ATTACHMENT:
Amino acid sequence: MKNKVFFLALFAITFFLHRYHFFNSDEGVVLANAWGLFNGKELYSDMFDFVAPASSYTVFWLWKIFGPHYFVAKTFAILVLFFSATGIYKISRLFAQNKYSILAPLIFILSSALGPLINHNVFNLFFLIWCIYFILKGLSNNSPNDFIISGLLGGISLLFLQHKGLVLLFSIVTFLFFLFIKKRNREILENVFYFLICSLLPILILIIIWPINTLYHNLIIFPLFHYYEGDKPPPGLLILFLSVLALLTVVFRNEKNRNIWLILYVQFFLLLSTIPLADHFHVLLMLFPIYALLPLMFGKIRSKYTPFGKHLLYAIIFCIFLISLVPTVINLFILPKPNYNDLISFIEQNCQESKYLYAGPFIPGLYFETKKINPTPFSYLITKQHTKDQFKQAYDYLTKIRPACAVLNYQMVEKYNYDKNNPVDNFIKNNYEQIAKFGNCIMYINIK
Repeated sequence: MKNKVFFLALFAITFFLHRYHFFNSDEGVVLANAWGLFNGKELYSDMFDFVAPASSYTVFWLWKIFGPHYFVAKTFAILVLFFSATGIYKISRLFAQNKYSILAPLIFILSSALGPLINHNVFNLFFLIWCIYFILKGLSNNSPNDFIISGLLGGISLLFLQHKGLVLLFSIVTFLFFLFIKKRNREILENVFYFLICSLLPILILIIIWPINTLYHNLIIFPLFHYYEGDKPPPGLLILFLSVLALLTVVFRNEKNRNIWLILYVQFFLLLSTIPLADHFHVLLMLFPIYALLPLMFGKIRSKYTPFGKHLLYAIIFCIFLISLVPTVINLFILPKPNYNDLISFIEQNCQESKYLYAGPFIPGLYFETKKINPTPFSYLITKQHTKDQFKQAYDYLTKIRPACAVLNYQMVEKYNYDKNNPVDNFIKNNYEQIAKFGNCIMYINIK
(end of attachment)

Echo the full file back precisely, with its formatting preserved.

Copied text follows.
Amino acid sequence: MKNKVFFLALFAITFFLHRYHFFNSDEGVVLANAWGLFNGKELYSDMFDFVAPASSYTVFWLWKIFGPHYFVAKTFAILVLFFSATGIYKISRLFAQNKYSILAPLIFILSSALGPLINHNVFNLFFLIWCIYFILKGLSNNSPNDFIISGLLGGISLLFLQHKGLVLLFSIVTFLFFLFIKKRNREILENVFYFLICSLLPILILIIIWPINTLYHNLIIFPLFHYYEGDKPPPGLLILFLSVLALLTVVFRNEKNRNIWLILYVQFFLLLSTIPLADHFHVLLMLFPIYALLPLMFGKIRSKYTPFGKHLLYAIIFCIFLISLVPTVINLFILPKPNYNDLISFIEQNCQESKYLYAGPFIPGLYFETKKINPTPFSYLITKQHTKDQFKQAYDYLTKIRPACAVLNYQMVEKYNYDKNNPVDNFIKNNYEQIAKFGNCIMYINIK
Repeated sequence: MKNKVFFLALFAITFFLHRYHFFNSDEGVVLANAWGLFNGKELYSDMFDFVAPASSYTVFWLWKIFGPHYFVAKTFAILVLFFSATGIYKISRLFAQNKYSILAPLIFILSSALGPLINHNVFNLFFLIWCIYFILKGLSNNSPNDFIISGLLGGISLLFLQHKGLVLLFSIVTFLFFLFIKKRNREILENVFYFLICSLLPILILIIIWPINTLYHNLIIFPLFHYYEGDKPPPGLLILFLSVLALLTVVFRNEKNRNIWLILYVQFFLLLSTIPLADHFHVLLMLFPIYALLPLMFGKIRSKYTPFGKHLLYAIIFCIFLISLVPTVINLFILPKPNYNDLISFIEQNCQESKYLYAGPFIPGLYFETKKINPTPFSYLITKQHTKDQFKQAYDYLTKIRPACAVLNYQMVEKYNYDKNNPVDNFIKNNYEQIAKFGNCIMYINIK